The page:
Monday, May 25, 2015

Continued support for molecules which function like machines with another 8.9 million EUR

Nanotechnology project on molecular machines receives its third round of funding (Nanowerk News) Great excitement at Kiel University: As the DFG (German Research Foundation) announced it will continue to support the research on molecules which function like machines with another 8.9 million EUR. 



This funding will allow the scientists in Germany's northernmost state to develop new engineering techniques for building tiny machine-like molecules over the next four years. The ultimate miniaturisation of engineering functions should improve the efficiency of energy conversion systems, medicines, diagnostic methods and materials. Moreover, completely new areas of applications will open up along this line. 

The Collaborative Research Centre 677 (SFB 677) "Function by Switching" now starts into the third and final funding period. Collaborative Research Centres are supported for a maximum of twelve years. They are highly competitive and prestigious flagship institutions at German universities. In total, around 100 scientists from the fields of chemistry, physics, material sciences and medicine collaborate in this Kiel based research network.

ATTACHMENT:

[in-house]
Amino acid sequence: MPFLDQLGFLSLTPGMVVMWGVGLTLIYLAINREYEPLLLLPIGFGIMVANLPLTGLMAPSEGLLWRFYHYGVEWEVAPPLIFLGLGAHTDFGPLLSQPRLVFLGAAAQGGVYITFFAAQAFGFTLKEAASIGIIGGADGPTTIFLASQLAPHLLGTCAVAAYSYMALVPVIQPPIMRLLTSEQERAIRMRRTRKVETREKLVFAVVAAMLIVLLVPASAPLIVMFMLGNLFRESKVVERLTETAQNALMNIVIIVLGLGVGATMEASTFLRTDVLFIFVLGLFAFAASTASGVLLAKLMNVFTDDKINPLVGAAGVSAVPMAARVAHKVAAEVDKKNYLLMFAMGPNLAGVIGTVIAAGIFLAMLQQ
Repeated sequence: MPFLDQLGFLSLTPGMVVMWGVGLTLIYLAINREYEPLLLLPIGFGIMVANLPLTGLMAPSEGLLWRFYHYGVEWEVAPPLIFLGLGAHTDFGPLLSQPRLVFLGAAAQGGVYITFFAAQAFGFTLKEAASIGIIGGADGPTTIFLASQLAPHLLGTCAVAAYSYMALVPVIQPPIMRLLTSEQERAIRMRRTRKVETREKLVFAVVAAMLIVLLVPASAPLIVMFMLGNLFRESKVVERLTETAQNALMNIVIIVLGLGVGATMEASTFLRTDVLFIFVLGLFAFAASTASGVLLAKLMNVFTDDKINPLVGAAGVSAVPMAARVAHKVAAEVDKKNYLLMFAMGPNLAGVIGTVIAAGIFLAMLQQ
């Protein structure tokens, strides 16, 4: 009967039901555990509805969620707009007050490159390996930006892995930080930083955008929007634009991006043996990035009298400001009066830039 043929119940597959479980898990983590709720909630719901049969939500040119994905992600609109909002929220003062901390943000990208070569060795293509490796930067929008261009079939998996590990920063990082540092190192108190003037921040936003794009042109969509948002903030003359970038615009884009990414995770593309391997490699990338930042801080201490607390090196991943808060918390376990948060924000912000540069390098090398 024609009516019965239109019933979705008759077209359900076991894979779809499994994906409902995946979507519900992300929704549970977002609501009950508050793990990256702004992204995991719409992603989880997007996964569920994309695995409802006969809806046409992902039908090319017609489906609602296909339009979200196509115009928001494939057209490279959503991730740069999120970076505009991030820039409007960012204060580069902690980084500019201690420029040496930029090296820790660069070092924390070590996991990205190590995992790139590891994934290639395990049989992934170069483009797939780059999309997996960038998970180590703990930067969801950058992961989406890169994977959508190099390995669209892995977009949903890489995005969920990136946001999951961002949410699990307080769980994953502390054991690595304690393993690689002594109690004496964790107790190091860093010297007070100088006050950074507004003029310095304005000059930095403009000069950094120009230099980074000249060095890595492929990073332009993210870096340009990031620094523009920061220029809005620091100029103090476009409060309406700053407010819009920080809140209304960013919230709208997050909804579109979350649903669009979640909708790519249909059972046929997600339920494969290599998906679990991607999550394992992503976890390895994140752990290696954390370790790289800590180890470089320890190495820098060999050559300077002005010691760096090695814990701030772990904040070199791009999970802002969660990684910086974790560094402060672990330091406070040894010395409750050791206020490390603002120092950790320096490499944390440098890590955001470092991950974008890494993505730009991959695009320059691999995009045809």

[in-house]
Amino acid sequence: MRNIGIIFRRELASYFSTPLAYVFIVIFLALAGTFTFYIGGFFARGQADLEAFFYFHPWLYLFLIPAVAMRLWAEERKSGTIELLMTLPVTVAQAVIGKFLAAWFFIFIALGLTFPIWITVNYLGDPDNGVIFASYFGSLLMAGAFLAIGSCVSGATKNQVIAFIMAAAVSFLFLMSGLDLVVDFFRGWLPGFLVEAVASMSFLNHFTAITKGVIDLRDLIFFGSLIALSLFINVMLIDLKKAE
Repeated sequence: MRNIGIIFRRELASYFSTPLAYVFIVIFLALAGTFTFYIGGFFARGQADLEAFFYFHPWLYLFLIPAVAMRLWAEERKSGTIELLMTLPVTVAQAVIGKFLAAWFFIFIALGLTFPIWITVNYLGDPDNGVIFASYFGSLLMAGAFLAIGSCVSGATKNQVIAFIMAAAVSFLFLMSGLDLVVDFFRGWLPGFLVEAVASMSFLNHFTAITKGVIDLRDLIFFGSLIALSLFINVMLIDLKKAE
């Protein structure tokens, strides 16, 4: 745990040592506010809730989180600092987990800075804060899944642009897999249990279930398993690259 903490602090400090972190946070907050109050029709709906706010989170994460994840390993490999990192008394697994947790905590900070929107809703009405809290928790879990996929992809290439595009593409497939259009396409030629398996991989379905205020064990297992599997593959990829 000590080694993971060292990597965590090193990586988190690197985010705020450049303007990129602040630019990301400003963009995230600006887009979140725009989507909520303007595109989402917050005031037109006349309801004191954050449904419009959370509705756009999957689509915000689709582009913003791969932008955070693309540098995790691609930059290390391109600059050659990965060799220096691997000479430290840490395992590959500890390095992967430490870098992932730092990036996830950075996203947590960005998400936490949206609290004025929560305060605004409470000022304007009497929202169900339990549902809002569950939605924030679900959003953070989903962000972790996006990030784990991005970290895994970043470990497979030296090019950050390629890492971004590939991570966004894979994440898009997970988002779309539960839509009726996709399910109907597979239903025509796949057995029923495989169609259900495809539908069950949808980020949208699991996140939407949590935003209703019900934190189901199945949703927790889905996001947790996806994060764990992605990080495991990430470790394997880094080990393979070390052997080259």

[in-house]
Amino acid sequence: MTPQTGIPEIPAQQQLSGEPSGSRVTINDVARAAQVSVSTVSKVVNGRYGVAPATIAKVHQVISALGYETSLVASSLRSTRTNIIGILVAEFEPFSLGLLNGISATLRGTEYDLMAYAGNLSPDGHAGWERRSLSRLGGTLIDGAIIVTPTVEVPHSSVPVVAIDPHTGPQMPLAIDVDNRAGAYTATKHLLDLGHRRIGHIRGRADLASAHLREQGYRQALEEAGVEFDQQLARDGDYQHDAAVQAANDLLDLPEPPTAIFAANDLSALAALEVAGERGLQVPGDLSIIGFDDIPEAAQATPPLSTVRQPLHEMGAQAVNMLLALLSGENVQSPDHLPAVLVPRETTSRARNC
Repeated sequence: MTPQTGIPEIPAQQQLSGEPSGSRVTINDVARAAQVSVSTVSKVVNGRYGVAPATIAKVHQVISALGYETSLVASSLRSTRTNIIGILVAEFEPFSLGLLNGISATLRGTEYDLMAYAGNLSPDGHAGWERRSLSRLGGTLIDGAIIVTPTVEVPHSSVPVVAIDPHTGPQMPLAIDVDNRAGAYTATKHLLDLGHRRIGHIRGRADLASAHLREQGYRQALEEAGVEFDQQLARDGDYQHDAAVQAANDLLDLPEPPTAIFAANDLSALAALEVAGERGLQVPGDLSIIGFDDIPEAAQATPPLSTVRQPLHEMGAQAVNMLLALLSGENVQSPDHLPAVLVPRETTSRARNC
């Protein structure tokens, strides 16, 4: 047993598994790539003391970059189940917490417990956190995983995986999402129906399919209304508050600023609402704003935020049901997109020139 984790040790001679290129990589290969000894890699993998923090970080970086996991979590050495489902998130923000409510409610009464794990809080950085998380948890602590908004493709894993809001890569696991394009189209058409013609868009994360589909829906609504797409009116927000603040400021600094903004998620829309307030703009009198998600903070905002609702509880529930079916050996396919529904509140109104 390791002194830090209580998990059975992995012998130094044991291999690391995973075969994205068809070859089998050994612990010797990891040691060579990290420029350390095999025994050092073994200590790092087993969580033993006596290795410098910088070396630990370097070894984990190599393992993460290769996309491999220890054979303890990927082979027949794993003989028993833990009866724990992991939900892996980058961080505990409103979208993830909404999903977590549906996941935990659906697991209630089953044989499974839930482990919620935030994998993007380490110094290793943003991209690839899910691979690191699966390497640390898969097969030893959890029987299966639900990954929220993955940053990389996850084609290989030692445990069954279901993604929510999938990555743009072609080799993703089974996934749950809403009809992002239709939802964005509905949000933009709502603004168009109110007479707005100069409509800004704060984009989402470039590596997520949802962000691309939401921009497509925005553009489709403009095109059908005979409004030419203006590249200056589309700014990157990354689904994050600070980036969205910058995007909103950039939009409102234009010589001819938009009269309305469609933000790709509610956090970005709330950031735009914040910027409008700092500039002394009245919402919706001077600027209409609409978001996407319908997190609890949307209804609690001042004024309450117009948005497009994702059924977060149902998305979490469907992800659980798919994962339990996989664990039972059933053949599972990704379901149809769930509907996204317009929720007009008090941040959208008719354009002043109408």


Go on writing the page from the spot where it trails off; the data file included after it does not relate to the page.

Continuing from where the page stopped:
Subproject Overview

Project Area A

First and foremost, we will synthesize the elementary molecular switches as well as their neighboring environment (supramolecular aggregates) in homogeneous solution using classical methods of synthetic chemistry. Elemental processes, e.g. the switching process and its mechanism, will also be investigated in solution first, as there are efficient analytical methods available for this environment. We will benefit from these results to establish and optimize the application of the molecules on surfaces (project area B) and in functional materials (project area C).
show list of projects in area A

Project Area B

Arranging and operating switching molecules on surfaces comprises the subprojects in area B. The alignment of the switches on the surface, i.e. distance and orientation of the switches with respect to the surface as well as to each other, is an essential requirement to achieve a programed function. Scanning tunneling microscopy and spectroscopy are availabe to characterize surfaces. Various efficient surface sensitive techniques will be used to to confirm the switching process and the triggered function.
show list of projects in area B

Project Area C

The incorporation of molecular switches into functional materials such as coordination polymers, pores or nanocomposites facilitates the switching of properties such as conductivity, refraction, diffusion or adsorption. Target applications include switchable storage media as well as optical and molecular filters.
show list of projects in area C

Project Area Z

Project area Z contains the collaborative research center's central projects, i.e. the research training group as well as public relations.
show list of projects in area Z